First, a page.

The Loan Wars

WARNING!!! This applies only to the Canadian Student Loan system. Citizens of other places: YMMV.

There’s a myth in Canada that you can’t get rid of your student loan debt by declaring bankruptcy, and it just that – a myth,

You totally can, but only after 7 years (or 5 in some exceptional cases subject to some arcane rules I won’t go into here.)

But over and above this, there used to be a way to pay the loan off at lower rates. It involved essentially defaulting, and it isn’t something that works now, but worked when the (Tory) government (big surprise) tried a failed (Shockers!) experiment of having the loans be issued by banks instead of the Canada Student Loan department, which merely sorta-kinda “guaranteed” the loan, but left the bank to collect however it could.

True story – I know the person involved, and I watched as this went down in real life.

Let’s call her Betty (because I know of zero people actually called “Betty”).

She graduated from art college in 1990. The only jobs she could find were minimum wage, and rents were high. Even though she shared a basement suite with a friend, she found it increasingly hard to make her payments. She applied for the moratorium period, but, because she had a job, was denied.

Over the next 4-5 years, Betty really struggled. I mean, really, really struggled. Friends resorted to buying her groceries anonymously, because she often had no money left for eating well before the end of the month.

Then she got laid off. The bank basically said “Why the hell should we care? Pay up.”

But she couldn’t. You know what I mean? Her roomie was kind enough to exchange rent for household chores for a couple of months, with the understanding that Betty would try to pay back some of this when she got on her feet again, and Betty did find another low-paid job, but by the time she had repaid her roomie and felt like she could start working on that loan again, the bank decided to sell the debt to a collection agency.

You all are probably pretty aware that those collection people are relentless, so Betty got one of those cordless phones with call display (the 90s lack of ubiquitous cell phones was not totally a bad thing) and simply ignored the whole thing. The agency even tried phoning her at work (which they are NOT – by law – allowed to do), but her boss was a fairly good dude, and invested ten minutes of his day yelling at them and threatening legal action if they EVER tried that stunt again.

By now, Betty was physically and emotionally exhausted, she was clinically depressed and had developed an anxiety disorder, and since she had zero hope that she would ever be able to rent on her own EVER, let alone buy a house or anything else costing more than $20 at one sitting, she started looking into bankruptcy laws.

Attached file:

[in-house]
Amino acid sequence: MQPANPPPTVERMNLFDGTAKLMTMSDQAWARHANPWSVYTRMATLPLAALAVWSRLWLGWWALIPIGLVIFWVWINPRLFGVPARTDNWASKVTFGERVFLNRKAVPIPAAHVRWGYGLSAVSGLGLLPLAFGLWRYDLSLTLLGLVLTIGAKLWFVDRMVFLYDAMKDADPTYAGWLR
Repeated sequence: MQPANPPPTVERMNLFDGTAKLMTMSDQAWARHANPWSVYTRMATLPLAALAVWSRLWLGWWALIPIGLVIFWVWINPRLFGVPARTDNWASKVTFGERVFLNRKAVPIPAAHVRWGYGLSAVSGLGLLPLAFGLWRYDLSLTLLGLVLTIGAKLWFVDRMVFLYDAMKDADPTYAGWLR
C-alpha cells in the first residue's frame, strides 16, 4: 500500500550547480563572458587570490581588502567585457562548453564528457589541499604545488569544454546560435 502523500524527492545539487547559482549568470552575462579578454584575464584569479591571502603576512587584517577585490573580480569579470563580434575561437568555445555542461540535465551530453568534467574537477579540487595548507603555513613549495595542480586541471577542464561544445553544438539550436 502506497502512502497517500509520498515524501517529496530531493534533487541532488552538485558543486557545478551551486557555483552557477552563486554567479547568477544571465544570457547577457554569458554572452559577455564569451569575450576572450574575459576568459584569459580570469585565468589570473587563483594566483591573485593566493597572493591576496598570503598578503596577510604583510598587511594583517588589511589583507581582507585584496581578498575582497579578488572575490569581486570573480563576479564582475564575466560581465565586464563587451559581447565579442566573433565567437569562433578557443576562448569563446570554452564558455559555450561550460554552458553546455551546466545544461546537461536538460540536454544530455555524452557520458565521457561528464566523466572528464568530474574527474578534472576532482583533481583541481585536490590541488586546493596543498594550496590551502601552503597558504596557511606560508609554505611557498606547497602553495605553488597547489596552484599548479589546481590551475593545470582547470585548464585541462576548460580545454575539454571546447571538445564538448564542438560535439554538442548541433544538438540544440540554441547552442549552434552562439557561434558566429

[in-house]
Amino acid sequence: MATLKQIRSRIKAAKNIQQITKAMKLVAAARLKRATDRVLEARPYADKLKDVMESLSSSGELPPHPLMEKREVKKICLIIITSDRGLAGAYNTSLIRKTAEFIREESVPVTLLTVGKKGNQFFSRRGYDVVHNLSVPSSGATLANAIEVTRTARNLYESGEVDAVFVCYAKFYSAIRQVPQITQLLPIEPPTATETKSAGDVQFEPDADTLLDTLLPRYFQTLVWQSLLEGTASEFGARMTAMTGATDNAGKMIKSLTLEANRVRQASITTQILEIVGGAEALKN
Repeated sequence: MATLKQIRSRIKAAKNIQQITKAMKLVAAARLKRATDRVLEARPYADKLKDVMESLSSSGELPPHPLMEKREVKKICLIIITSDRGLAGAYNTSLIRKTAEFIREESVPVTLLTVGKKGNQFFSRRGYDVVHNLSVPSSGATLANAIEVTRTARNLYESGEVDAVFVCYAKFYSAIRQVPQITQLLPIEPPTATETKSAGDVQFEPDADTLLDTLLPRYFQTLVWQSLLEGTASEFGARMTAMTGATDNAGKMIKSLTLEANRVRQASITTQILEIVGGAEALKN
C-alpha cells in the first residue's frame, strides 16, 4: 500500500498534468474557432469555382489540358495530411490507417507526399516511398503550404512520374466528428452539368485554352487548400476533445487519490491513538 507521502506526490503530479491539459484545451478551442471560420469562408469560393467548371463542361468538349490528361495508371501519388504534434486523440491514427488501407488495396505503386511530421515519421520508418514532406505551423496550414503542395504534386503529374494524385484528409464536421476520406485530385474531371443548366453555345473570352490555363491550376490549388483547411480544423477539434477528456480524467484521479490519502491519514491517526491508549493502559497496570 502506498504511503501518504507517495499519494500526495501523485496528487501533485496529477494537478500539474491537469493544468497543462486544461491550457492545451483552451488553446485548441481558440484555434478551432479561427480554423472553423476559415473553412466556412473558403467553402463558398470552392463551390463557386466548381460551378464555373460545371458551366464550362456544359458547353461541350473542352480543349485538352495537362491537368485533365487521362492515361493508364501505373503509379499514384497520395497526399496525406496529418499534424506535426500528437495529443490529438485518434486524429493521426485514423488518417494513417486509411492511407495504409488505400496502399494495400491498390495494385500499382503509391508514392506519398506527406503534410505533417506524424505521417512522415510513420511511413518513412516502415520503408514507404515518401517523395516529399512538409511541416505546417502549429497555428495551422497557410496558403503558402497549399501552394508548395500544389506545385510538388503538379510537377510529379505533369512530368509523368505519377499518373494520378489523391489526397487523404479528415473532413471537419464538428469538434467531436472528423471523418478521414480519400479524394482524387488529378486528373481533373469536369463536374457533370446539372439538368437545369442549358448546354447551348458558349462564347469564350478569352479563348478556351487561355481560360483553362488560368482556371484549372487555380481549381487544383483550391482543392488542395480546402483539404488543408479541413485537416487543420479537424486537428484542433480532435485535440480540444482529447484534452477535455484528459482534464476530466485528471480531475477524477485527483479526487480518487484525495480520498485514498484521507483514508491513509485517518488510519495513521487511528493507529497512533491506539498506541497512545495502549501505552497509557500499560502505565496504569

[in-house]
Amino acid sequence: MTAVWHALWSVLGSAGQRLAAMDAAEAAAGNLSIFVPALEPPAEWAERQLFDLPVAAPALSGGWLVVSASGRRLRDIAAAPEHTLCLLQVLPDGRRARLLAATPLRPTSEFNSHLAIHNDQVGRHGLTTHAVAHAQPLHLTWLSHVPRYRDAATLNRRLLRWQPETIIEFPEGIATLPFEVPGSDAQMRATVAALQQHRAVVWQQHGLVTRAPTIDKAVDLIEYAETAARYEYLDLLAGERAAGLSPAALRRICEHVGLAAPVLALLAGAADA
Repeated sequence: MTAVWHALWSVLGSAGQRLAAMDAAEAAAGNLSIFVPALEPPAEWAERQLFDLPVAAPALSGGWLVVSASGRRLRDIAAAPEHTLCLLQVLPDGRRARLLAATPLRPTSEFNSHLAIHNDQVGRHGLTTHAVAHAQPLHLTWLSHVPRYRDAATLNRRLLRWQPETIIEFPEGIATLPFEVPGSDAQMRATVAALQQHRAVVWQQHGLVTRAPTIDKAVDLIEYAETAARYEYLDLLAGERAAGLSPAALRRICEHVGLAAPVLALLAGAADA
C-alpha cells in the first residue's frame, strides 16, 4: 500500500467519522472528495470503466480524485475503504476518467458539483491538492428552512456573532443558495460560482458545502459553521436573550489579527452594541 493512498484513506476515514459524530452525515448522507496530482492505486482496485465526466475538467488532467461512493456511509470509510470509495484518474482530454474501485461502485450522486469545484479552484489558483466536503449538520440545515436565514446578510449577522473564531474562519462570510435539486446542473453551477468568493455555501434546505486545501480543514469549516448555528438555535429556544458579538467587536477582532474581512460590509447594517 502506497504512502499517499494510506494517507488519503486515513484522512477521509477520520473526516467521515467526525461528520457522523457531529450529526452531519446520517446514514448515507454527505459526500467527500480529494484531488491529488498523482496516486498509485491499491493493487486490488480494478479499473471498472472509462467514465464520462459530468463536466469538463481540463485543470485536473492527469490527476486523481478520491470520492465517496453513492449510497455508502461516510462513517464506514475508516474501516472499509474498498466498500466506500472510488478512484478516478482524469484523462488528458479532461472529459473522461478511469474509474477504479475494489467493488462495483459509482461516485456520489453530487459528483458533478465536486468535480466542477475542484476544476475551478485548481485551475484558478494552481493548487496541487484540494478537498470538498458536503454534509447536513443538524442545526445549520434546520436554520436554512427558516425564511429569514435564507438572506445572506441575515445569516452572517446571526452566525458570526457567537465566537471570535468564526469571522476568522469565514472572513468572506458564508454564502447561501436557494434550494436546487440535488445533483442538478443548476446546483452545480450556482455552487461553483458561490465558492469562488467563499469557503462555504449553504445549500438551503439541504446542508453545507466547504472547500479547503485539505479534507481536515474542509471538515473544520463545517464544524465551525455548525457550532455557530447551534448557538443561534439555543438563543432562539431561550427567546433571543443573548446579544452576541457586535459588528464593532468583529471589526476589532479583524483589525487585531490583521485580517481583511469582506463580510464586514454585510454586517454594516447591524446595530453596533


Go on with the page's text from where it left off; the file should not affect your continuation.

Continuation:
But before she had gotten very far, the collection agency went to court and her wages were garnisheed.

And this, folks, is where things get either horrifying or hilarious, depending on your point of view.

There are rules to garnishees – the court decides how much you can reasonably live on, and do not allow the payments to leave you homeless or starving.

Betty discovered that the garnishee payments were far, far less than what the bank had been demanding she pony up every month. Not only that, but the collection agency wasn’t able to collect interest, so the amount she actually owed – not the amount the bank had been getting in pure profit, but just the amount remaining on the original sum she had borrowed -was all she had to pay back.

Two years later, she was debt-free.

True, her credit rating was lousy (one of the weird things in Canadian Student loans is that while paying off a student loan is not permitted to enhance your credit rating in a positive way, FAILING to pay it gives you a negative one) but she found a slightly sketchy credit card company and got a card, using it seldom and religiously paying it off every month before interest payments kicked in. Eventually, she wound up with a fairly good credit history, and lived more or less as happily as anyone probably can in a predatory capitalist society.

The point is that if you think people should starve to feed a predatory loan system, you’re an asshole.

Betty, if you’re out there: I have always been proud that you beat the system.


Leave a Reply

Fill in your details below or click an icon to log in: Logo

You are commenting using your account. Log Out /  Change )

Twitter picture

You are commenting using your Twitter account. Log Out /  Change )

Facebook photo

You are commenting using your Facebook account. Log Out /  Change )

Connecting to %s